Rightwing Ground Sloth has left a new comment on your post "No More Mr. Nice Guy <http://www.ralphlong.com/2008/04/no-more-mr-nice-guy.html> ":
Ralph...you really should try and explain how tax increases ends up benefiting the economy. I'd love to read about that. It seems to me that Tennessee is doing reasonably well and they have no income tax at all.
I'm no finance guy. Don't even play one on TV. But it seems to me that if you raise taxes then prices go up as well. Those companies you are taxing are going to offset that tax on the backs of the very people you are trying to help. Raise income taxes on those people in Kentucky that pay taxes would only serve to make them tighten up even more than they already are with gas prices where they are. When they tighten up on their spending the sales tax receipts plummet. Again, I'm no finance guy, but that just doesn't make sense to me.
While those state employees toil away for nothing(compared to their private sector peers) and look into next year at their proposed 1% raise you are suggesting we raise their taxes so they end up LOSING money with that raise? They are already losing money to the 2.7% inflation rate! They have been going backwards for the past several years anyway...you tax hike won't help that.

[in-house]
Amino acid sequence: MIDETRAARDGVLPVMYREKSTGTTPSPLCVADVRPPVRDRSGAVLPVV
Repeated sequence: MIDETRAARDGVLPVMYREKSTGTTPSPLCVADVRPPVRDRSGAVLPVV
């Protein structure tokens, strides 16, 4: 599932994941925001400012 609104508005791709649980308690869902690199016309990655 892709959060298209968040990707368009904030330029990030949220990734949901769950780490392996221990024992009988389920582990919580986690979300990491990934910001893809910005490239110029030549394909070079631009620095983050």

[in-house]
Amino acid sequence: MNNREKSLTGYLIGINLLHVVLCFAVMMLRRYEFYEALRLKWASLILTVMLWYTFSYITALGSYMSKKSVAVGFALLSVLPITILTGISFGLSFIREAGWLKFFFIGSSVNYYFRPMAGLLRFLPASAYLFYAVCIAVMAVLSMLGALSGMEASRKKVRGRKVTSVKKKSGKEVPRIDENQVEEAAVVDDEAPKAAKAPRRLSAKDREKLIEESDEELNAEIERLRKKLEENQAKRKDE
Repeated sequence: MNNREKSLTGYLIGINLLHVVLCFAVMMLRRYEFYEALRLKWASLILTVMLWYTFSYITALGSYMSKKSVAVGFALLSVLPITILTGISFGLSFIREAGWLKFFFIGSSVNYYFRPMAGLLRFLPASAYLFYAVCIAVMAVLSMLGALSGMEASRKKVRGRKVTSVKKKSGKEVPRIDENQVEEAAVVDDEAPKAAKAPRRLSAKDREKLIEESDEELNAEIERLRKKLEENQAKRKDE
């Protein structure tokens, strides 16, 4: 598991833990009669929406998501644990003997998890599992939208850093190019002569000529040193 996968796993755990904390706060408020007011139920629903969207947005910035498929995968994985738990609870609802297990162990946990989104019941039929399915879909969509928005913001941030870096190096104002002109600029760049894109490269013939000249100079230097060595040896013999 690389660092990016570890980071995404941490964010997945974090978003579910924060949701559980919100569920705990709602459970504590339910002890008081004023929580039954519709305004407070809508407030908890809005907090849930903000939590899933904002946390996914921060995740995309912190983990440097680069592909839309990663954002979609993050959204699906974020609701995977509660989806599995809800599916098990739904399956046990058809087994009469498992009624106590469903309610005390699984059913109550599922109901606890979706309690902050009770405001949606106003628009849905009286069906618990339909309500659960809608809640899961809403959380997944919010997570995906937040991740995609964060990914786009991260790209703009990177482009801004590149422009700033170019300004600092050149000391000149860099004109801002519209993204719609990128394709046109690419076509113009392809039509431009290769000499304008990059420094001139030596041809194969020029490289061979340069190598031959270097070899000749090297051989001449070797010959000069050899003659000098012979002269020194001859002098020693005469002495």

So here is the ‘splainin’:
Dear Mr. Sloth,
First, Tennessee does have an income tax:
The individual income tax is imposed only on individuals and other entities receiving interest from bonds and notes and dividends from stock.
Second, Tennessee’s primary source of revenue is the sales tax:
Generally, the state's sales and use tax rate is 7 percent.
Food is taxed at 5.5 percent, but candy, dietary supplements and prepared food are taxed at the increased 7 percent rate.
Local sales taxes also are collected and those rates vary from 1.5 percent to 2.75 percent.
When it comes to soaking the poor Tennessee is one the best states in the country.
From Who Pays? A Distributional Analysis of the Tax Systems in All 50 States. “
When all Tennessee taxes are totaled up, the 2003 study found that:
The state and local tax rate on the best off one percent of Tennessee families—with average incomes of $828,000—is 3.3% before accounting for the tax savings from federal itemized deductions. After the federal offset, the effective tax rate is a mere 3.0%.
The average tax rate on families in the middle of the income distribution—those earning between $24,000 and $38,000—is 8.8%. After the federal offset, the rate is 8.7%, nearly three times the effective rate the richest pay.
But the tax rate on the poorest Tennessee families—those earning less than $14,000—is the highest of all. At 11.7% it is nearly four times the effective rate of the wealthiest Tennesseans.
By comparison Kentucky Sales and Use Tax are imposed at the rate of 6% of gross receipts or purchase price. There are no local sales and use taxes in Kentucky.
Kentucky does not tax food.